New intel points to dad’s shady past


Did Jeff Pelley really massacre his family?

For 32 years, most people have thought the sullen Lakeville, Ind., teenager killed his pastor father, stepmother and two little half-sisters in the grisly tragedy known as “The Prom Night Murders.”

But a just-released 20-episode podcast, Counterclock, digs deep into the homicides and suggests that Pelley’s father had a shady past in south Florida involving ties to drug cartels and killers that might have caught up with him in Indiana — and that his son might have been doomed by a flawed trial.

The bodies of the Rev. Robert Pelley, his wife Dawn, and Dawn’s daughters Janel and Jolene, ages 8 and 6 respectively, were found shot at close range with what was believed to be the family shotgun on the night of April 29, 1989. The gruesome discovery in their home was made the next morning — hours after the high school prom — by parishioners of nearby Olive Branch Church.

At first police thought Bob Pelley killed his family and turned the gun on himself.

But the case was never closed and cold-case detectives became increasingly suspicious of Jeff. He was finally arrested in 2002 at the age of 34, married with a child and working for IBM.

Prosecutors at the time claimed the then-17-year-old Jeff was angry that his father, as punishment for bad behavior, forbid him from driving to the dance and from going to after-prom activities. They said he committed the murders, then drove away in his 1984 gray Ford Mustang, picked up his date Darla, and went to the prom at the local Elks Lodge.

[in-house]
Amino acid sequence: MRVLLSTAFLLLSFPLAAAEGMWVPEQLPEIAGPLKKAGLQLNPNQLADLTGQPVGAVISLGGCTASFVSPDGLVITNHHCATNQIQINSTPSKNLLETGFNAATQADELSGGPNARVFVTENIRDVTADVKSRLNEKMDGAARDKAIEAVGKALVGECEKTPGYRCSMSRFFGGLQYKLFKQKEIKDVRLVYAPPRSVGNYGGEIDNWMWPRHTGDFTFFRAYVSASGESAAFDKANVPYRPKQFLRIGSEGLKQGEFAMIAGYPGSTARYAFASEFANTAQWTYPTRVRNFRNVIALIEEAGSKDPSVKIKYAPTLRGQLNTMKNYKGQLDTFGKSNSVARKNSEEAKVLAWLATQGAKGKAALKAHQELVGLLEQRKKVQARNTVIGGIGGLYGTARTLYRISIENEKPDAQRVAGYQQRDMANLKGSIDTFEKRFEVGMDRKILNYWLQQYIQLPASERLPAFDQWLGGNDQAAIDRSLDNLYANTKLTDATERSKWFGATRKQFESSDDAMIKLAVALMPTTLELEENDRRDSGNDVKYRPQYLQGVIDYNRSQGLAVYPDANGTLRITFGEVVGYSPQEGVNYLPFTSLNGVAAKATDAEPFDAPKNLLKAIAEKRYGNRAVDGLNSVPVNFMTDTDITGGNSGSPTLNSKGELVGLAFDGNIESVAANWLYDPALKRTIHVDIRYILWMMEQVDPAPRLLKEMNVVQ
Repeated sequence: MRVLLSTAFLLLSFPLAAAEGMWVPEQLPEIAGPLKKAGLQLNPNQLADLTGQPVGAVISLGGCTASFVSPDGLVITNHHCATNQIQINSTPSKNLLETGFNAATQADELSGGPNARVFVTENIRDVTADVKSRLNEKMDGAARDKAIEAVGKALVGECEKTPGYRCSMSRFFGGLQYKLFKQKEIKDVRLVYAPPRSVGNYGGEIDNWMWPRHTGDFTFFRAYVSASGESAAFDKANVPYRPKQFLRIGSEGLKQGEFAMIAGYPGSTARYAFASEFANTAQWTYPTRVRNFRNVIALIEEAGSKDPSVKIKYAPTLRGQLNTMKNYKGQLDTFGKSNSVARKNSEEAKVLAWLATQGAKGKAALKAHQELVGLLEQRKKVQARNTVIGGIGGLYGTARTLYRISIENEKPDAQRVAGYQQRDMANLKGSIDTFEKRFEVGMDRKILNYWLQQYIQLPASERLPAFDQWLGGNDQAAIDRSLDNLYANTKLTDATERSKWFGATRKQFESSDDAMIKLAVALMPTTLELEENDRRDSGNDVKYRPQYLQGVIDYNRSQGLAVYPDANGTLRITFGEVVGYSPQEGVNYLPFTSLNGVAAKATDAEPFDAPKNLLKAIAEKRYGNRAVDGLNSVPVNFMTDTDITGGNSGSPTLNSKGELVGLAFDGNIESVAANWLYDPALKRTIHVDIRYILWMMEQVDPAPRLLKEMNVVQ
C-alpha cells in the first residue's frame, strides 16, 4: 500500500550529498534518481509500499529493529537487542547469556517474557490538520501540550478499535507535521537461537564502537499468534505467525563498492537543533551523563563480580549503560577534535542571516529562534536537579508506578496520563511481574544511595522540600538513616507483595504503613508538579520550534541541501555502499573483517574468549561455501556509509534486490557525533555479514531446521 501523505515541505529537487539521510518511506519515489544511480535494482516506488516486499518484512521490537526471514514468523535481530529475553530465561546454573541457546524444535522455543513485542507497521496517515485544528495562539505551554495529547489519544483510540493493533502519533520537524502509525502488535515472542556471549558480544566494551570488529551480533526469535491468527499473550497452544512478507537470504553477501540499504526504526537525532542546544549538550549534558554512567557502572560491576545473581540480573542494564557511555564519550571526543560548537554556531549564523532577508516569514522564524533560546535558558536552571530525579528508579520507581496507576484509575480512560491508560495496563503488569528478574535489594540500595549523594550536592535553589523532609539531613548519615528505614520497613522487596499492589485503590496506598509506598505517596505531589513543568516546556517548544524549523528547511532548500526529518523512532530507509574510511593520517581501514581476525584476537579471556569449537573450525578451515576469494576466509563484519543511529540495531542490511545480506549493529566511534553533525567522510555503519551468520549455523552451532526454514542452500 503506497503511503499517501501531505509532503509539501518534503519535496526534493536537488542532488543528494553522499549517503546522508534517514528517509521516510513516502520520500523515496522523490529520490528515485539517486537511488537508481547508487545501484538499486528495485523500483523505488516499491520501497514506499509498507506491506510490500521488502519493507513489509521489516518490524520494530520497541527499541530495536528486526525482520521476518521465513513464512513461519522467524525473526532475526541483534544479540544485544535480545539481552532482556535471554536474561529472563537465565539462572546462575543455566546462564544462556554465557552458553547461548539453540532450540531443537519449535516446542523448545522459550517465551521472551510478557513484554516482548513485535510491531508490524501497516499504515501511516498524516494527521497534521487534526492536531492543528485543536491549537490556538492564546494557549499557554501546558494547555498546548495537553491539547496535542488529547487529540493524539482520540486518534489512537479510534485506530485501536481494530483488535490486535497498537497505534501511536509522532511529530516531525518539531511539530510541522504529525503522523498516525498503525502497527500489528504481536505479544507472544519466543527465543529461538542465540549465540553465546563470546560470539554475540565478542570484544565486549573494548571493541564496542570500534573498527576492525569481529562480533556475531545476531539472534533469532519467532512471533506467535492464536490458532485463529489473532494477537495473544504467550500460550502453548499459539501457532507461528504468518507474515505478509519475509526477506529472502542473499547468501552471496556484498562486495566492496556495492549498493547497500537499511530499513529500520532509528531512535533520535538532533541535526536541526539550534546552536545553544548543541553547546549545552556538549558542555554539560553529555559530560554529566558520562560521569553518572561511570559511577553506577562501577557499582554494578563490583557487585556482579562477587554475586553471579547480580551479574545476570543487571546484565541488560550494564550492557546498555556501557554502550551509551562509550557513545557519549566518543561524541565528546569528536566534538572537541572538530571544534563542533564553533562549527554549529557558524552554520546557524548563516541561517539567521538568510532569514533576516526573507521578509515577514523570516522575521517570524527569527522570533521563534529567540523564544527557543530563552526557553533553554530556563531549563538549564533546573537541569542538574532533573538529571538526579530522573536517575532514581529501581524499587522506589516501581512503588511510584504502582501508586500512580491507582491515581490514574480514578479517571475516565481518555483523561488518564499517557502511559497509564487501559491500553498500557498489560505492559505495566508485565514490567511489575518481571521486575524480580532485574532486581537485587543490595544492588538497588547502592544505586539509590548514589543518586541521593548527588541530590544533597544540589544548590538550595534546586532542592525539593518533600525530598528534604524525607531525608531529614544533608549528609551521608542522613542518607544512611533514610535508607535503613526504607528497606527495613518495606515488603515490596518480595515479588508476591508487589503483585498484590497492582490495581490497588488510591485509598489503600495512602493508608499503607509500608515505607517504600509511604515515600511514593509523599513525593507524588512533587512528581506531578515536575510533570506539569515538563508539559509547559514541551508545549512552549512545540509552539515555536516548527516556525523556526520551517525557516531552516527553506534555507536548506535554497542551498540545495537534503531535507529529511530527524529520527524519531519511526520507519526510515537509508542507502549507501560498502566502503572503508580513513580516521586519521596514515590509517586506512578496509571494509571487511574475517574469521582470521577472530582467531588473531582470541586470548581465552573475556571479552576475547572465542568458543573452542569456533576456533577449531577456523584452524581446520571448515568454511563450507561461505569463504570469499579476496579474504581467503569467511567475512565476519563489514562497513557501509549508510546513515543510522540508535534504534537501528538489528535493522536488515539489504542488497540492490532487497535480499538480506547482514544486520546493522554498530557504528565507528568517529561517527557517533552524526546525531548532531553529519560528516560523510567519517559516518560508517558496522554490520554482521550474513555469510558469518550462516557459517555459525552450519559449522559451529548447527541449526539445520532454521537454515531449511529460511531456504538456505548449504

The new podcast "Counterclock" will take a look into the life of the Pelley family.
Jessica Pelley wrote a memoir entitled “I Am Jessica” that detailed her family life.

Pelley was convicted of four counts of murder in 2006 and sentenced to 160 years in prison. He is serving time at Wabash Valley Correctional Facility in Terre Haute, Ind.

But Jeff Pelley was convicted on purely circumstantial evidence. The murder weapon was never found, nor were there any shell casings found at the scene.

The most compelling evidence offered to the jury, according to the podcast, was witness testimony from neighbors and church members who said that Bob Pelley told them that the only way Jeff could attend the prom was if he drove him and that he wasn’t going to allow him to go to after-prom activities. The fact that Jeff drove himself to the prom and went to the post-prom indicated to them that he must have murdered his family to do so.

Pelley’s conviction was even briefly overturned on appeal in 2008 before being reinstated. He has always maintained his innocence and his lawyer, Frances Watson, who’s a professor at Indiana University’s McKinney School of Law and a wrongful conviction specialist, is going to court June 25 for a status conference to ask the judge to grant a new evidentiary hearing that Pelley hopes could lead to a new trial.